Share how you keep your characters, storylines, etc., organized. Do you use an outline? Notecards? Post-its all over your walls?
I am back, everyone. I’ve missed writing for this blog hop, but I was slammed…hard…with a number of illnesses and was laid out for weeks.
Yeah, it took a while, but I am better now and ready to go!
Okay. How I keep track of everything needed to write a cohesive novel, novella or short story. What fun! And how convenient that I recently wrote articles about high and low-tech productivity for the awesome Haute Hijab blog. Below are some tools I use to keep things in check while story writing, even rebellious characters like Quinn Ang and Raad Khouri.
Digital Tools for Writing & Editing
- Google Docs (free) – Good for writing and sharing documents.
- WordPress (some versions are free) – Great self-explanatory site for creating and contributing to a blog.
- ProWritingAid (some free) – An editing tool to polish content
- Natural Readers (some free) – This text-to-speech software that helps with editing by listening to text while reviewing.
- Speechnotes (free) – This is a speech-to-text that converts voice notes to text
I use 3×5 index cards to map out a three-act plot structure for a story. With a method taught to me by Sandra Barkevich of WriteType Editorial Services, I have one card each to write the: 1) Inciting Event, 2) Act One Problem 3) Act Two Choice 4) Midpoint Reversal 5) Act Two Disaster 6) Climax and 7) The Wrap-up.
The limited space of an index card encourages me to hone the plot down to the essentials and trajectory I want a story to take. It helps solidify the beginning, middle and end in my mind and keeps the overarching themes and messages stable while everything else in the story may shift and change.
I clip and keep the cards for a story in a bright green recipe box, pulling them out while I “cook” at my keyboard.
No, I do not do spiral notebooks. I have a number of composition notebooks on my desk. Three important ones are my “Character Names,” “WIP” and “Editing” notebooks, where I keep track of novel writing building blocks and the process to polish a story.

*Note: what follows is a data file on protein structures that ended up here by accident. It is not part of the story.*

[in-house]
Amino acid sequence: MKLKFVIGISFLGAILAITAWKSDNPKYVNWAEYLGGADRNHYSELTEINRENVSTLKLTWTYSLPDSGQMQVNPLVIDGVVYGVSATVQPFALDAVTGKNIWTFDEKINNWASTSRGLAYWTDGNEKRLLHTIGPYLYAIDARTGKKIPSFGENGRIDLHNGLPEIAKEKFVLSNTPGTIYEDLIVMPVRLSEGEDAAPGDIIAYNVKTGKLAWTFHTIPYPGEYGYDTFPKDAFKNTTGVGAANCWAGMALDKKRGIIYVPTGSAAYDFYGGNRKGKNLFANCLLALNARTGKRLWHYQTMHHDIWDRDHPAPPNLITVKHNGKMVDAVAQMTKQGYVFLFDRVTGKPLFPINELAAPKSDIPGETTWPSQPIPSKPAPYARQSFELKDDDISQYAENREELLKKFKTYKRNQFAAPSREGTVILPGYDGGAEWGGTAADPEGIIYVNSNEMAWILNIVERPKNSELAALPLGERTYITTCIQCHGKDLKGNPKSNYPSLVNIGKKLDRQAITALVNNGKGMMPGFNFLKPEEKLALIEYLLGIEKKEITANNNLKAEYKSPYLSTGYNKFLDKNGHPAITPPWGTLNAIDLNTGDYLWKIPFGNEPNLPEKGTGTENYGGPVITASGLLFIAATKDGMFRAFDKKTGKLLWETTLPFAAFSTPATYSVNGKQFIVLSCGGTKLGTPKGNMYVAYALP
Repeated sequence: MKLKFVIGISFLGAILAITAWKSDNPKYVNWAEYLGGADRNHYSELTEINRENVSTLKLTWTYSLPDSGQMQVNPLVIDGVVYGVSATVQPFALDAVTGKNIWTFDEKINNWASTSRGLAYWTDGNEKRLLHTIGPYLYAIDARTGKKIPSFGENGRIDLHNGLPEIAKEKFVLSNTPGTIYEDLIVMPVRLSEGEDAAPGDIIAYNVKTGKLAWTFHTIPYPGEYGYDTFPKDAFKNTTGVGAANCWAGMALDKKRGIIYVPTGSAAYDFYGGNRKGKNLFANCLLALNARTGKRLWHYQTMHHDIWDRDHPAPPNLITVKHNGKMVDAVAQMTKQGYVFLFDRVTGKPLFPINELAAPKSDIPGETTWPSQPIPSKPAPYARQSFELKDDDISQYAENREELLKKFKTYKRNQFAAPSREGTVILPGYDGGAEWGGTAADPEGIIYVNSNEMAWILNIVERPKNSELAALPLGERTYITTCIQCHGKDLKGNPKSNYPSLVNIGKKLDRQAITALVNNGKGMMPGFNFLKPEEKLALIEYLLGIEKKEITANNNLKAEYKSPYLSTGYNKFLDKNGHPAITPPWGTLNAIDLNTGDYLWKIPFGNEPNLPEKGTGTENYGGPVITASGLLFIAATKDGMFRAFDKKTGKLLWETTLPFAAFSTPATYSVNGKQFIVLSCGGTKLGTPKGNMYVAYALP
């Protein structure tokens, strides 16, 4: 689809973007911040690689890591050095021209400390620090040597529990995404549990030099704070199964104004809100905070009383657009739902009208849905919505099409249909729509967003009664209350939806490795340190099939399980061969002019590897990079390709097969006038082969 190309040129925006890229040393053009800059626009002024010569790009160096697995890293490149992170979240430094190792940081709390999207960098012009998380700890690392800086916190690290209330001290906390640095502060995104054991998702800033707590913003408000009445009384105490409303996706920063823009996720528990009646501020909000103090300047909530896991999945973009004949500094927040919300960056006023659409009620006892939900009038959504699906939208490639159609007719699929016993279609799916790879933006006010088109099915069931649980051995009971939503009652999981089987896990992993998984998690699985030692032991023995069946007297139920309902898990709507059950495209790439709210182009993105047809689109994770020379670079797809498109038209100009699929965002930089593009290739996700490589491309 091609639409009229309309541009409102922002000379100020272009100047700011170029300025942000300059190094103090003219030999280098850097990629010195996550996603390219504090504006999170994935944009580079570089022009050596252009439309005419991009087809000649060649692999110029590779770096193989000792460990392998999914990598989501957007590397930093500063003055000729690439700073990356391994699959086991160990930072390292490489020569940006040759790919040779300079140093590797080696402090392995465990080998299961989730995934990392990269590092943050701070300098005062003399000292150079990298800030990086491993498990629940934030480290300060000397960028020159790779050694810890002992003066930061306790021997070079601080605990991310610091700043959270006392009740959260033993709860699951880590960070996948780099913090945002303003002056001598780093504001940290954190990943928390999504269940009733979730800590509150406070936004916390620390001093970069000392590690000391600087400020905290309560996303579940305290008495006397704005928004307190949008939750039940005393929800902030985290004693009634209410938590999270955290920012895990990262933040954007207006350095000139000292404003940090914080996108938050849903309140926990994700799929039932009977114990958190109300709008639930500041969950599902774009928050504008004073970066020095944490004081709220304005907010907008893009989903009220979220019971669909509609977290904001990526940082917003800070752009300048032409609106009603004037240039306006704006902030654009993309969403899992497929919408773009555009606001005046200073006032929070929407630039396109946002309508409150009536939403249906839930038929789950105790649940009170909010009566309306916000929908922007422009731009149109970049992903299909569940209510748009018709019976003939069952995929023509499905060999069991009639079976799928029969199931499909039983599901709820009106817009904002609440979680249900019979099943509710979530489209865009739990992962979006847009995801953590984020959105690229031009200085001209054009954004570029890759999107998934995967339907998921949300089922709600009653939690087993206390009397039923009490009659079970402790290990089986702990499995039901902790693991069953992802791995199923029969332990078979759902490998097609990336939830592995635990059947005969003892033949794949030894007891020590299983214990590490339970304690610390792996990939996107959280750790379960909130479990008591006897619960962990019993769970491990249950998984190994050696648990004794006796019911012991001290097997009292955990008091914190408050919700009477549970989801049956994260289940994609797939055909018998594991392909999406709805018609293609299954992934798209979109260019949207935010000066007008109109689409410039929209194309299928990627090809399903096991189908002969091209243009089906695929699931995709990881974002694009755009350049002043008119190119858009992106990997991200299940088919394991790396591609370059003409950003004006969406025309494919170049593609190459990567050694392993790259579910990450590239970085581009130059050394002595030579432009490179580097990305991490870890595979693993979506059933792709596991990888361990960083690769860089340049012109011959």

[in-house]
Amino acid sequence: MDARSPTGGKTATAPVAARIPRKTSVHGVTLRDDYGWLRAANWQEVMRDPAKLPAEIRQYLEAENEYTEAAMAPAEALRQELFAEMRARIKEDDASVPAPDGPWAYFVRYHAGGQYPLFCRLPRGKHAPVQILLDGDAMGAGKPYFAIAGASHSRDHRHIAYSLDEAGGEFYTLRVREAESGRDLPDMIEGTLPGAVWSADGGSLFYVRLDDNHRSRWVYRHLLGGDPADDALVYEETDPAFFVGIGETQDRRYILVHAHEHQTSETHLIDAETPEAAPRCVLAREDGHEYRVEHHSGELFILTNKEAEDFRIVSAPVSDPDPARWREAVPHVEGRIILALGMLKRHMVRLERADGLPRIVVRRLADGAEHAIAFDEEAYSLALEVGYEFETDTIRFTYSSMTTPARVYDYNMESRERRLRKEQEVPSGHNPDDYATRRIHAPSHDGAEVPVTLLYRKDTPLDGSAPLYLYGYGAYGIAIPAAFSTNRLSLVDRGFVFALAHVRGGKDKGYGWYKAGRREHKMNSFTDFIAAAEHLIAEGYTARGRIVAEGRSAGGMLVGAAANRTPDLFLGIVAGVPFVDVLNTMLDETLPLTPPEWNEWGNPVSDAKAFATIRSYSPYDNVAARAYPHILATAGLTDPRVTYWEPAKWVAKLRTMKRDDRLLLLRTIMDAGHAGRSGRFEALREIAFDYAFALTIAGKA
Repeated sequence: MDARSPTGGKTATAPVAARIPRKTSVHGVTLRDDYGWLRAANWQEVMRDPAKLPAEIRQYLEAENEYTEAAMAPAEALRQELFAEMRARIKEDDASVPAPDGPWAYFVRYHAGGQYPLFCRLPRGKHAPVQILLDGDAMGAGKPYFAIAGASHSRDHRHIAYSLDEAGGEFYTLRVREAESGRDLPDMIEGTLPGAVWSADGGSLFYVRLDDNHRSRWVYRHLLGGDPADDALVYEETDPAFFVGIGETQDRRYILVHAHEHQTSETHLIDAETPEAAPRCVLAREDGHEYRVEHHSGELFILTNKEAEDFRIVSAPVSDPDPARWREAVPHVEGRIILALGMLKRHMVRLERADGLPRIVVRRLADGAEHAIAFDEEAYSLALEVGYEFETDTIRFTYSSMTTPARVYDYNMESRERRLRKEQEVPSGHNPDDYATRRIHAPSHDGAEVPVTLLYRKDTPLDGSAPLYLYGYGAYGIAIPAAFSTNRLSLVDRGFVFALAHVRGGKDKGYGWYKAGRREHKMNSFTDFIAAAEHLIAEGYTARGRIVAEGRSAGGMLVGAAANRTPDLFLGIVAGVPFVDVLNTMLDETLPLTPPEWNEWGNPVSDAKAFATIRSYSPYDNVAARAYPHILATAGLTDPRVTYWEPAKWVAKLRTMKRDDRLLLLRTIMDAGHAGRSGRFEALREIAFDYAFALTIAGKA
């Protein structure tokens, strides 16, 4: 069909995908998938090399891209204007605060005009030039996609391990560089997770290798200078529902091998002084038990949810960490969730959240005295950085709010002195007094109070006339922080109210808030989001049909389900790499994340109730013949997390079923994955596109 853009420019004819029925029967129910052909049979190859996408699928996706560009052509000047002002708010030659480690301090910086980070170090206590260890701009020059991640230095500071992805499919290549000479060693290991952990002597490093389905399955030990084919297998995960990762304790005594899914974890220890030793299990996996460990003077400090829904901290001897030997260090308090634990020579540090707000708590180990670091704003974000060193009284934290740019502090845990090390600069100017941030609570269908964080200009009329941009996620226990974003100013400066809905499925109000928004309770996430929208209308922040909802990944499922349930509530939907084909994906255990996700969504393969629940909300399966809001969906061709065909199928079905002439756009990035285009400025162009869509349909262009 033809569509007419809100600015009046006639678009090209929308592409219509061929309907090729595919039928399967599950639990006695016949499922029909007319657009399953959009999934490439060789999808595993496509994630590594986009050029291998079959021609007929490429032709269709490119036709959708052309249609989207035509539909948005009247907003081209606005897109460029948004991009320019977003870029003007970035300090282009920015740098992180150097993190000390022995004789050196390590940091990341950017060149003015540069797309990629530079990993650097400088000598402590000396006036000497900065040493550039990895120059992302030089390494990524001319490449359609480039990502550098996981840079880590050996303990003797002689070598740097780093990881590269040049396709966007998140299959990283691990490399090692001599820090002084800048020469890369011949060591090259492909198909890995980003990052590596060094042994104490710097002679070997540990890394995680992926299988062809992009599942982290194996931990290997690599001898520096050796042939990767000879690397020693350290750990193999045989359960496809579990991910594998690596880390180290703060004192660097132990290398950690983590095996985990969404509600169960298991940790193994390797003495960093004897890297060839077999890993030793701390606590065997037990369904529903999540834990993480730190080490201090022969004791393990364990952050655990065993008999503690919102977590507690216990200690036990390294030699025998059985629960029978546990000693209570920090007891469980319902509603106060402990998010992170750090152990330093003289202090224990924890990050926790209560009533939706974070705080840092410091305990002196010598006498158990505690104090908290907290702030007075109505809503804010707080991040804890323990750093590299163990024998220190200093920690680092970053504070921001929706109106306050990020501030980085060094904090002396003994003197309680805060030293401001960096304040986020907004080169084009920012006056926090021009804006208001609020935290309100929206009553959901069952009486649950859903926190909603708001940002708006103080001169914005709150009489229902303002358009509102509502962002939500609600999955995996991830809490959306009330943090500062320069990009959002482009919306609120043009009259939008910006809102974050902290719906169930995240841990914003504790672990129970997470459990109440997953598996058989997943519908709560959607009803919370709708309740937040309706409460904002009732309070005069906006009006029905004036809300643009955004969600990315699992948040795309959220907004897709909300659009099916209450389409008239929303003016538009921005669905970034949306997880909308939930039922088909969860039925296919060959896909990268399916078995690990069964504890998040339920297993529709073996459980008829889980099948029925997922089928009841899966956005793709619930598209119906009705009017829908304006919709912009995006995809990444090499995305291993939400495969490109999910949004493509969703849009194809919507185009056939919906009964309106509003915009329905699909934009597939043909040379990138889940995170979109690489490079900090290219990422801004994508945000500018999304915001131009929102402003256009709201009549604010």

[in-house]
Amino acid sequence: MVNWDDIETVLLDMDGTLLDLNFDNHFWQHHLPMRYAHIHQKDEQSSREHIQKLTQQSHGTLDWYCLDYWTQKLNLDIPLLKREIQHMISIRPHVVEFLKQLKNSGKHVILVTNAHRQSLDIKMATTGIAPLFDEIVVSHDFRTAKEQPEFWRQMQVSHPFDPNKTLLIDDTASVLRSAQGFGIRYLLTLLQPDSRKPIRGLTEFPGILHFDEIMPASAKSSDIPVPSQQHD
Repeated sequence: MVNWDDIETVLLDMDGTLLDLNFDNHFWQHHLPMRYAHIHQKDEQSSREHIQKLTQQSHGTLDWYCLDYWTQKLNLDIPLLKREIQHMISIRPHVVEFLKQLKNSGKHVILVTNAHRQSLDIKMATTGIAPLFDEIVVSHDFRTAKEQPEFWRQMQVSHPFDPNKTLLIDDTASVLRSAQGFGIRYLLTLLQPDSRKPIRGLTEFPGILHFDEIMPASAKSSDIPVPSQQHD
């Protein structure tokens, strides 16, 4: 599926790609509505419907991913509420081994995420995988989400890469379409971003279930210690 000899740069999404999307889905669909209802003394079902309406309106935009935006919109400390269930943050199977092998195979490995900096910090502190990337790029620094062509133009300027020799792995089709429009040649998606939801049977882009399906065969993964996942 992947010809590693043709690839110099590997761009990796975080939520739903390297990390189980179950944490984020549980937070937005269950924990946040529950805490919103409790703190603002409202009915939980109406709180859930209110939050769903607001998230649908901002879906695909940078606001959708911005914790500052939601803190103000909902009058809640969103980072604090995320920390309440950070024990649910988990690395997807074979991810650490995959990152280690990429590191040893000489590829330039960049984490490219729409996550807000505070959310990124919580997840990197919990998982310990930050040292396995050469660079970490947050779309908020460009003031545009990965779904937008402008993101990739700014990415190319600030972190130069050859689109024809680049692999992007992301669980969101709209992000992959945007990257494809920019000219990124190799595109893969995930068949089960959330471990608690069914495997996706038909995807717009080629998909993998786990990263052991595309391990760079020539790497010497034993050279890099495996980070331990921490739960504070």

In addition to writing notes in a notebook, I often use sticky notes as ideas come up about a story beyond the foundations. Characters’ names and plot nuances (settings, clothing, professions) do not always manifest with ease, and an author may change it while drafting. I stick them on the pages of a story in my WIP notebook, flipping the up to read what is written on the page underneath, replacing or removing them as needed. Sticky notes offer a quick and changeable means to outline a story.
After the story is done and the book published, an author must then focus on promoting it. Creating interesting content to capture readers’ interest is important and requires a variety of tools. Below are some of my favorites.
Promotional (to Create Promotional Content and Art)
- Canva (some free) – Book cover designer and graphic design to create images for social media and marketing purposes.
- PhotoLayers (free) – This is a photo editor that allows adding layers to your images.
- Lingojam (free) – Online text generator that makes fancy words with designs for posting on social media and grab attention.
- Sticker Mule Trace (free) – background removal.
- Vimage (some free) – image animator.
- Ripl (some free) – slideshows and video clips.
- Adobe Spark Post (some free) – Also great for graphic design.
- Adobe Photoshop (fee) – You can’t go wrong with Adobe Photoshop. It’s fantastic for graphic design, background removal, layering, and so much more.
- Adobe Audition (fee) – This audio editor to make audio content and for podcasting.
* Note: I have Adobe Creative Cloud (mother of an art student) and get all Adobe products for one monthly fee. Anyone who wants to streamline the apps can use Adobe. Some of the Adobe apps are complex and require training, but a content creator proficient with using new technology may find that it’s worth it.
Stock Images and Audio (to Find Images to Use for Your Content)
- Pixabay (free)
- Pexels (free)
- Shutterstock (fee)
- Getty Embed (free embed links)
- Bensound (some free)
Book Mockups (from designed covers)
- DIY Book Designs (Free) 3D book mockups without background
- AllAuthor (Free with Membership) 3D book mockups with and without background
- BookBrush (Some free) 3D and 2D book mockup templates
Let’s keep those keyboards clicking!
You are invited to the Inlinkz link party!
Thanks for these tips, Layla. I will certainly check out Speechnotes and Lingojam.
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I broke down and got a lifetime subscription to prowritingaid. The joy of not being limited in my word count has been well-worth the price. It’s made editing easier and more comprehensive.
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It is so much better than Grammarly. I love the subfeatures. They really help me clean up my manuscript for my editor.
Thanks so much for the list of resources, it’s great to see how others approach the job of keeping track too, I guess I’m rebelling against all the paperwork I had to keep up in my old job but not doing any now.
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